Billy Quad . . .
  (1940-2013)
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close windowWilliam Michael Quadt
Date of Birth: Sunday, October 6th, 1940
Date of Death: Wednesday, September 4th, 2013


Billy Quad changed his family birth name, Quadt, to Quad probably for stage purposes. Originally from Irvington, NY, Billy was a singer and a classical violin player. I believe the guitar was picked up along the way, a trend of the times and it was also fashionable to play an instrument as a visual accessory to vocals in those days. I don't believe he ever thought of himself as a serious lead guitar player but he handled the rhythm quite nicely. Plus, it looked good!

Billy Quad arrived on the very active early 60's Buffalo music scene from Jamestown, NY. He was never really considered a native son of the Buffalo musicians' crowd. He simply wisely used the very large pool of fine Buffalo musicians available at that time to draw sidemen from and then continued to take these groups on the road. He often used a Hazleton, PA agent by the name of Gabe Garland.

Billy sang very well, was pleasing to the eye, especially to the ladies, and was a very good natural all-around musician, good enough to play enough rhythm guitar and eventually bass and to pass as a very reasonable accompanist. He had studied classical violin as a child and this obviously was a solid basis for his talent. But his vocals were his forté.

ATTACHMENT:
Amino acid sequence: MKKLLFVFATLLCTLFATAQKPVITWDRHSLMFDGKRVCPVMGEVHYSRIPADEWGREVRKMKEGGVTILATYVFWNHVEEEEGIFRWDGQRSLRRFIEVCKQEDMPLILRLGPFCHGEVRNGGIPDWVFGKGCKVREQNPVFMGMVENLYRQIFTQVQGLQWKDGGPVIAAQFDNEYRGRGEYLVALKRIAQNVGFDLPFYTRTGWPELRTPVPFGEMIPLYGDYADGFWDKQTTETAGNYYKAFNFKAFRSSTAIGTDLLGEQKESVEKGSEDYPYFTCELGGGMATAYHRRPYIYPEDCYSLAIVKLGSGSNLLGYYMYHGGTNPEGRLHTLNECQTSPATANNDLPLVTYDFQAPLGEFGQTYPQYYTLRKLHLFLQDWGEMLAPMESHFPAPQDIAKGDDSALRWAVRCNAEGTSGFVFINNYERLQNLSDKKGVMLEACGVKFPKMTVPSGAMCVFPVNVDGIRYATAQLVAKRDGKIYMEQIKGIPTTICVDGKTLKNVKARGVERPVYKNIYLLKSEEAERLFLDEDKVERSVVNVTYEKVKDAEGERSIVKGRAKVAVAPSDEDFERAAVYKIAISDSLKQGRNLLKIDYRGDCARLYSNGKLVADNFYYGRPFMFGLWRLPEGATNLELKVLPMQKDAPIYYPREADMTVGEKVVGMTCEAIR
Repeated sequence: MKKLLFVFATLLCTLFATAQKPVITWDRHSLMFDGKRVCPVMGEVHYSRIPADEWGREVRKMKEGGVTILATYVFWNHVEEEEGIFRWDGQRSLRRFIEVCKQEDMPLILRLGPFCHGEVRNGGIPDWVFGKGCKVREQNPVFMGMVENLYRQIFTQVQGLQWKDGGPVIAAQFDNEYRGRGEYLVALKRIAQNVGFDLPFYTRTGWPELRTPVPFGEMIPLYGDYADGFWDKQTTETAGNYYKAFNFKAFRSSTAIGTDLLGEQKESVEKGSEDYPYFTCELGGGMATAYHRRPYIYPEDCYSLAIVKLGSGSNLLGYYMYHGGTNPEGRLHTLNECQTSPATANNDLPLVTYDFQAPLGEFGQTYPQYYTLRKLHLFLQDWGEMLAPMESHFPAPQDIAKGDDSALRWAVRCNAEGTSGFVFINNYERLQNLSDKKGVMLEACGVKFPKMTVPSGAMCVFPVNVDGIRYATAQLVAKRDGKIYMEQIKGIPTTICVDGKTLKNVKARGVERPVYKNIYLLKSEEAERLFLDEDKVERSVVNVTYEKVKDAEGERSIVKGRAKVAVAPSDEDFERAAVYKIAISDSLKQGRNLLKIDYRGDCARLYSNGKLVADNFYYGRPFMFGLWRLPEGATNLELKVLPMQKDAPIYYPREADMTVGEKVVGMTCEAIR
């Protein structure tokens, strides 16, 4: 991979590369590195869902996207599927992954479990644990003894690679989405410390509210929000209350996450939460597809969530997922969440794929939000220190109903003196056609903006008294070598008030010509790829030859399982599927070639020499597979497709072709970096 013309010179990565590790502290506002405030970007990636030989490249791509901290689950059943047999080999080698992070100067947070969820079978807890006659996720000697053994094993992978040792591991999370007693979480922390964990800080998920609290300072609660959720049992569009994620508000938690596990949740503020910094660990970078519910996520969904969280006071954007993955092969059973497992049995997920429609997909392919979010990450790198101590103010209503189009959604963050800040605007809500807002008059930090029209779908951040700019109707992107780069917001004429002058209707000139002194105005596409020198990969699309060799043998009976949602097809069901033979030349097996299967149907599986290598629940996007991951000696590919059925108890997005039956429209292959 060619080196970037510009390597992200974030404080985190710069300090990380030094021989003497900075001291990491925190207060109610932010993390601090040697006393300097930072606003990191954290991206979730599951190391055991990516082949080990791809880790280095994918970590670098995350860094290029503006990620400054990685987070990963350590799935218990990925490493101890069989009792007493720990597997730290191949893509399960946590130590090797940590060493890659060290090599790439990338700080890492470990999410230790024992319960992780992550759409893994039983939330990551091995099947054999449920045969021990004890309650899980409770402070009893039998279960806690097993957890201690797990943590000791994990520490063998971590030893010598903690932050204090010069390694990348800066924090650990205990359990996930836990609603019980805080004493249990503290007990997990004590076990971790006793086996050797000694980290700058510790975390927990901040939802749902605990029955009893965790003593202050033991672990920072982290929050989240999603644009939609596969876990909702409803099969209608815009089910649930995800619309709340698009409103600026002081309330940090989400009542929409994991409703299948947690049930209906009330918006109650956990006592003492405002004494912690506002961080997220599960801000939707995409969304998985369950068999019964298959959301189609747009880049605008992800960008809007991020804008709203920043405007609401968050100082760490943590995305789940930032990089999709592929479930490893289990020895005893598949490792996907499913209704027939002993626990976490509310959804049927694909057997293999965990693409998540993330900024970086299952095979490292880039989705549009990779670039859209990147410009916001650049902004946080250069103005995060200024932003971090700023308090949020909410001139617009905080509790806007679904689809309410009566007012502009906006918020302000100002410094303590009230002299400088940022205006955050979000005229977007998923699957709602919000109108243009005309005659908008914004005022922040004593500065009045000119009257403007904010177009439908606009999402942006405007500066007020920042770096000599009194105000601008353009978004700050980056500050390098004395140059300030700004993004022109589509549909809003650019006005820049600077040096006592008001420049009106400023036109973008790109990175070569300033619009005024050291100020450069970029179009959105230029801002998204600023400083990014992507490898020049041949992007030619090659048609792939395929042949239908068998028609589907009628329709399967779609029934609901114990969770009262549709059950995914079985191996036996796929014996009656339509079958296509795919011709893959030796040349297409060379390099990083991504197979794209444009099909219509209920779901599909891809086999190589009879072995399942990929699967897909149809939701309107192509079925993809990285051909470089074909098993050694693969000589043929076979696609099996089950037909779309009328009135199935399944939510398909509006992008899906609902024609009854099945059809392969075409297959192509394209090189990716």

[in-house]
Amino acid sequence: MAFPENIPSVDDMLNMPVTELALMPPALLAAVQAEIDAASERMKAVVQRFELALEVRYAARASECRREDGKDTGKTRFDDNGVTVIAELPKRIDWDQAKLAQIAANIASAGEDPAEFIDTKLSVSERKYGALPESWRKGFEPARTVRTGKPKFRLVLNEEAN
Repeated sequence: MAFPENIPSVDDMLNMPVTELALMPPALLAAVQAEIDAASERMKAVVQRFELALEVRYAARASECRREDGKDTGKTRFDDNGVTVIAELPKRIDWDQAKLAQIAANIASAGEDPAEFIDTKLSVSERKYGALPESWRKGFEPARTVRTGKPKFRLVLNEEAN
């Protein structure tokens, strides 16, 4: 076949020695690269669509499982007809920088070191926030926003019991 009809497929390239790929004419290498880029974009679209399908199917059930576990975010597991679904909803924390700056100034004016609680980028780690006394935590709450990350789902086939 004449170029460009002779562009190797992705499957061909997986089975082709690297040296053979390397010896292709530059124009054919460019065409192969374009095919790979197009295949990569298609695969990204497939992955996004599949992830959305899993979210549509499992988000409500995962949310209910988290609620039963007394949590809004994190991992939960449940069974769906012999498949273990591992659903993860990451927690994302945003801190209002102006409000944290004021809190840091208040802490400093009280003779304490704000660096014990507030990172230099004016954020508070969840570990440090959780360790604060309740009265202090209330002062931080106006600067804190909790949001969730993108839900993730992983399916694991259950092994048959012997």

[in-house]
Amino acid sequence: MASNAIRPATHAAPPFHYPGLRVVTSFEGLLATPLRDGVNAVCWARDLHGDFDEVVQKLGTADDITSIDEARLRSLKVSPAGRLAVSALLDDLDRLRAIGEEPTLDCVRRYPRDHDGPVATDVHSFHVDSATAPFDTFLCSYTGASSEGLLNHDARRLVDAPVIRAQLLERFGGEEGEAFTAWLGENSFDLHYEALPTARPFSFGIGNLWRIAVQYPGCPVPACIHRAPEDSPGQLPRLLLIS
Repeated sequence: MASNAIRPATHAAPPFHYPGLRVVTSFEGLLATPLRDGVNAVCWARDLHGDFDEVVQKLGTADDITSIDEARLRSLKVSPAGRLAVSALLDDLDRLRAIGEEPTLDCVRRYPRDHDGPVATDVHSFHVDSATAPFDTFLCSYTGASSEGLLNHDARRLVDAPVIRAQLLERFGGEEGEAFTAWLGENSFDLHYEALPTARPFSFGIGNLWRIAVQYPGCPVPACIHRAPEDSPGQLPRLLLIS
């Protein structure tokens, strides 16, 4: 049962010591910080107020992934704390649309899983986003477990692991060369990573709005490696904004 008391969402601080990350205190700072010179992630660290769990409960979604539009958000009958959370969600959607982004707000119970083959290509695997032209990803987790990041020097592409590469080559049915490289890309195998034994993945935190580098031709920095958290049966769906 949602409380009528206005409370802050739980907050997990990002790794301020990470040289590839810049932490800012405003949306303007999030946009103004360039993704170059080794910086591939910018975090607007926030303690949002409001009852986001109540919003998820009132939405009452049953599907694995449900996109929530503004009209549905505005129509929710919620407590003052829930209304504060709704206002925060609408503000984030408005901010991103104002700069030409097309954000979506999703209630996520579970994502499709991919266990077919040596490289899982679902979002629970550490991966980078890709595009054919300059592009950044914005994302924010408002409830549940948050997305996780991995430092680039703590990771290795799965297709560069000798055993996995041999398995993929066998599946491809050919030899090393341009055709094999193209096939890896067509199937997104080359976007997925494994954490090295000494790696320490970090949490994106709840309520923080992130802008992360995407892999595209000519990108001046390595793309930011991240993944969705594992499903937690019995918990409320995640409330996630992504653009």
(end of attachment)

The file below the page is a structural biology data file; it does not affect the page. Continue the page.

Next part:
I met him when the twist dance craze was at it's height in the early 60's. It was at Mrs. Jann's Casino on Main Street directly across the street from the old Shea's Buffalo Theater. His band, The Rock-itts followed The Jester's group, of which I had been a former member, into Jann's Casino. I had left The Jesters because of a contract dispute that I had had with Tony DiMaria, the bandleader, and Carl Cisco, the Jester's manager. I was looking for work and Billy hired me up as a bass player. He subsequently took the Rock-Itts on the road and I went with him.

Fellow musician, Dave Rosean, remembers times with Billy as follows:

"I first met Bill when he was going to Fredonia State Teachers College. I may be wrong here, I think he told me he was born in Harlem, but he was from Irvington NY. I spent a lot of time with him in and around NYC before we met you and Stan in Buffalo.